Export

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export is a command to set environment variables in the bash shell.

Examples:

$ PATH="$PATH:."
$ export $PATH

or

$ export PATH=$PATH:.

verify a variable has been set:

$ export sense=42
$ echo $sense
42

You can list all environment variables currently set with the command env.

Usecase

At first glance, export is useless, because you can as well omit it:

$ export a=b
$ echo $a
b
$ x=y
$ echo $x
y

So, what is the difference between

$ export first="hello"

and

$ first="hello"

The difference is that "export" sets an environment variable that you can show with the command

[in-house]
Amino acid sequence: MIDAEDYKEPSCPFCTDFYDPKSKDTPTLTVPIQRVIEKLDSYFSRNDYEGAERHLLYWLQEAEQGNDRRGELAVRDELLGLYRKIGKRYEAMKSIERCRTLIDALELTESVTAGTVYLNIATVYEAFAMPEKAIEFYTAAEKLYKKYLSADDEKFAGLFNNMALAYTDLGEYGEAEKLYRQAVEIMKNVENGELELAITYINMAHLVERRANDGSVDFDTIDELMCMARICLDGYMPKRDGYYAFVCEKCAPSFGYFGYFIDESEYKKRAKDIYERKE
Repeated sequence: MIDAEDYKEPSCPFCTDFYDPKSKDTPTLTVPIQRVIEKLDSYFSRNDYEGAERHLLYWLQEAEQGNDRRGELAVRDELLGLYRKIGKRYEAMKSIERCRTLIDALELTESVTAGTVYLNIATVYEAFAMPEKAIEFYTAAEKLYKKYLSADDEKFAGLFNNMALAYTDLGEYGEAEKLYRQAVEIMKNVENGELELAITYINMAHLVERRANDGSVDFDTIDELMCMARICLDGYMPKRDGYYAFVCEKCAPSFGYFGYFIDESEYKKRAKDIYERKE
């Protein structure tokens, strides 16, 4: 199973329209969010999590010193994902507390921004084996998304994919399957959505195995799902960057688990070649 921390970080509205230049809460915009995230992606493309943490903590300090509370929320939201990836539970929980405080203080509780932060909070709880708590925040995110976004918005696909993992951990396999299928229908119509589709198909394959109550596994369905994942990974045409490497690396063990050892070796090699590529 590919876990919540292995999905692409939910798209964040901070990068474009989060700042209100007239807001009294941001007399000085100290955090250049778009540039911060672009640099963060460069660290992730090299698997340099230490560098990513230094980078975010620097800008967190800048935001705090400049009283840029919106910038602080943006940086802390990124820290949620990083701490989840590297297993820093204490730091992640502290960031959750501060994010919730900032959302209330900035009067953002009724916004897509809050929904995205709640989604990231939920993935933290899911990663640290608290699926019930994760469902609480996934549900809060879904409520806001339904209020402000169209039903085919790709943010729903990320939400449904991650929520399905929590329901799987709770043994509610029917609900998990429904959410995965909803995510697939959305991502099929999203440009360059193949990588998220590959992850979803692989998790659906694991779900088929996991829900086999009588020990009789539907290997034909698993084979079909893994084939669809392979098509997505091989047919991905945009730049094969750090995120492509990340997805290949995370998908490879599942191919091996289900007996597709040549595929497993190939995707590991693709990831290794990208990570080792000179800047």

env

And that will be available to sub-contexts, so, to programs that will be called from this shell. As an example, let's write a file output.sh

echo $first
echo $second

now we set $first different from $second:

$ chmod 777 output.sh
$ first=hello
$ export second=world
$ ./output.sh

world

You see, the (assigned) value of $first is not available to output.sh, but the (exported) value of $second is.